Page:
Seven Sleep Tips for Traveling with a Baby

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The holiday travel season is in full swing, and parents are wondering how they are going to get their baby to sleep well despite the breaks in routine.

Traveling with a baby – across town or across the country – can be a daunting task, especially as a new parent. But with just a bit of preparation and planning, you can avoid tired toddler tantrums and fussy, overtired babies.

These seven sleep tips will give you the knowledge and confidence to conquer travel with your little copilots.

Plan the travel itinerary around your child’s sleep schedule

Try to depart or arrive at locations around nap time. Being able to sleep in a safe, flat surface space like a crib, in a quiet, dark room – will be more peaceful and restorative for baby than trying to sleep in a stroller or moving vehicle.

Plan to leave after the first nap, because that first nap provides the best-quality sleep for baby, compared to the rest later in the day.

Maintain bedtime rituals

Whether you read a book or sing a song together, keep up with your bedtime routines. Your baby will recognize the familiarity and predictability of the routine, which prepares them to sleep. They will also become more comfortable in their unfamiliar environment with the comfort of your routine.

Think about the sleeping environment

Will you be in a noisy urban or quiet rural environment? Will there be enough space to set up a crib? When booking a hotel room or going home for the holidays, think about the size of your sleeping area and the noise level.

Do not be afraid to rearrange furniture or décor (like hanging bed sheets over windows using painter’s tape to block sunlight) to create a peaceful, dark, cool space. Setting up this sleep-friendly environment will help both baby and you snooze better.

Pack sleep accessories

When considering the sleep environment, keep in mind the accessories you use to lull your baby to sleep. Helpful products like pacifiers, fully-vented bottles, a humidifier and a white noise machine will come in handy. Pacifiers can help soothe and settle baby on the go, and vented bottles can reduce gas in baby’s stomach after feeding, allowing for more peaceful sleep. A humidifier can prevent nose and throat irritations from dry air, and a white noise machine or app can drown out background noise. If you make room in your luggage for these sleep essentials, you’ll be thankful you did.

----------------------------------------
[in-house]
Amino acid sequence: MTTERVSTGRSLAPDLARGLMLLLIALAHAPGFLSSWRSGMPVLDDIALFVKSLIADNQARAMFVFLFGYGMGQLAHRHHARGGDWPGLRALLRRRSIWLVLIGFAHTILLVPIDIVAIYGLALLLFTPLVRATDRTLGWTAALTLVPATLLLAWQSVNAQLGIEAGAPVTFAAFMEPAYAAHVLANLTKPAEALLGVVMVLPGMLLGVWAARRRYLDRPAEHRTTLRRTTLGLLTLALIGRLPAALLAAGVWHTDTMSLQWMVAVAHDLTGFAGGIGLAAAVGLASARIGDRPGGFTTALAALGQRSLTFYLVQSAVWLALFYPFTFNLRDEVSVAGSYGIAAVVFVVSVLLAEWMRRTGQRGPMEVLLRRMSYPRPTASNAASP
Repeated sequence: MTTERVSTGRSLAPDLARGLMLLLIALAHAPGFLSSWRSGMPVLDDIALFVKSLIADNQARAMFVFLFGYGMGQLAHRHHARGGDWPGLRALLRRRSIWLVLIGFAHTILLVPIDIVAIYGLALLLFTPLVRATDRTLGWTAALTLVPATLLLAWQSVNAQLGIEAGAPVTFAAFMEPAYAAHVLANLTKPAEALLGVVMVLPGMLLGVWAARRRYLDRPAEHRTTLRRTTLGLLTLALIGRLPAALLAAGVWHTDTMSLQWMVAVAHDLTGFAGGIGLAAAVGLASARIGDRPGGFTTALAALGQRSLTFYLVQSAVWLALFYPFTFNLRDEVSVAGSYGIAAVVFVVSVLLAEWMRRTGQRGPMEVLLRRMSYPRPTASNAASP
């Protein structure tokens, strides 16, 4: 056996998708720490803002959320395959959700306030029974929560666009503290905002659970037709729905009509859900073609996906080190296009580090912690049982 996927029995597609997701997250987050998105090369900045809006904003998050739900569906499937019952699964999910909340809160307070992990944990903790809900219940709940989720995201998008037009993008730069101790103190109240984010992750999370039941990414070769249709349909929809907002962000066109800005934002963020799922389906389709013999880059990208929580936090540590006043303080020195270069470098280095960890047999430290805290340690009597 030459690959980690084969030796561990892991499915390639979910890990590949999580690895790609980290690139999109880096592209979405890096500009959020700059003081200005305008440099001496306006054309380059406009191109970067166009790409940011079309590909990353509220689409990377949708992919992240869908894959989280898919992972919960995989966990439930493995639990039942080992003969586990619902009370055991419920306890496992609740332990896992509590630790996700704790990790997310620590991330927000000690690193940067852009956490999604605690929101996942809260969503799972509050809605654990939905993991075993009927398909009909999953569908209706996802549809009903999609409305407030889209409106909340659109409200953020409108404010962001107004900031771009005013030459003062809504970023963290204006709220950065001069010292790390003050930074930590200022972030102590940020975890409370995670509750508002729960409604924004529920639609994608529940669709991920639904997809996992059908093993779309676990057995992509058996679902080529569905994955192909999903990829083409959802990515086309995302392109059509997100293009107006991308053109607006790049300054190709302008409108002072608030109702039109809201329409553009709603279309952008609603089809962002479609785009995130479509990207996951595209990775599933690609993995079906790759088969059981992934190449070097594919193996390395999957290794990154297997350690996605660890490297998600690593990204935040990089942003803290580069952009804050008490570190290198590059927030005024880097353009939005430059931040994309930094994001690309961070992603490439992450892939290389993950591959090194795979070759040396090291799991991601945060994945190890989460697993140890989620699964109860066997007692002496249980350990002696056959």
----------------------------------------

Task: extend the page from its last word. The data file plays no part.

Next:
Adjust to different time zones before traveling

If you are traveling across time zones, aim to either keep your baby on your home time zone or gradually adjust baby’s eating and sleeping schedules at least a week beforehand. This will start slowly modifying their internal clock to shift the timing of their usual routine. Move up or push back their schedules by 15-minute increments each day for the easiest transition.

Schedule time for naps

The holidays can get busy with activities and events; and before you know it, your baby has missed naptime! If this does happen, try to get baby to bed earlier to make up for the missed time. Remember – a later bedtime does not equal a later wake-up time the following morning. (Frequently, it leads to the opposite!)

Return to sleeping routine when home

Upon returning home from your travels, go back to the normal routine as soon as possible. Try not to bring traveling sleep habits back home with you.

Remember that everyone, young and old, has a sleep bank. You must put in as many hours for sleep as you do for fun, especially while traveling. Your baby will be trying to process and comprehend new spaces and faces. Give them and their brains time to rest, regroup and prepare to take on the next day through sleep.

Following these tips can make for a well-rested holiday travel season. Your baby is adapting to the new sights and sounds of a lively world, and you are their support system in navigating it all.


Dr. Rebecca Kempton, M.D.is a certified infant and toddler sleep specialist and Baby Sleep Pro founder. She is on the Medical Expert Panel for Dr. Brown’s. Kempton is a board member of the American Sleep Association and the Family Sleep Institute.

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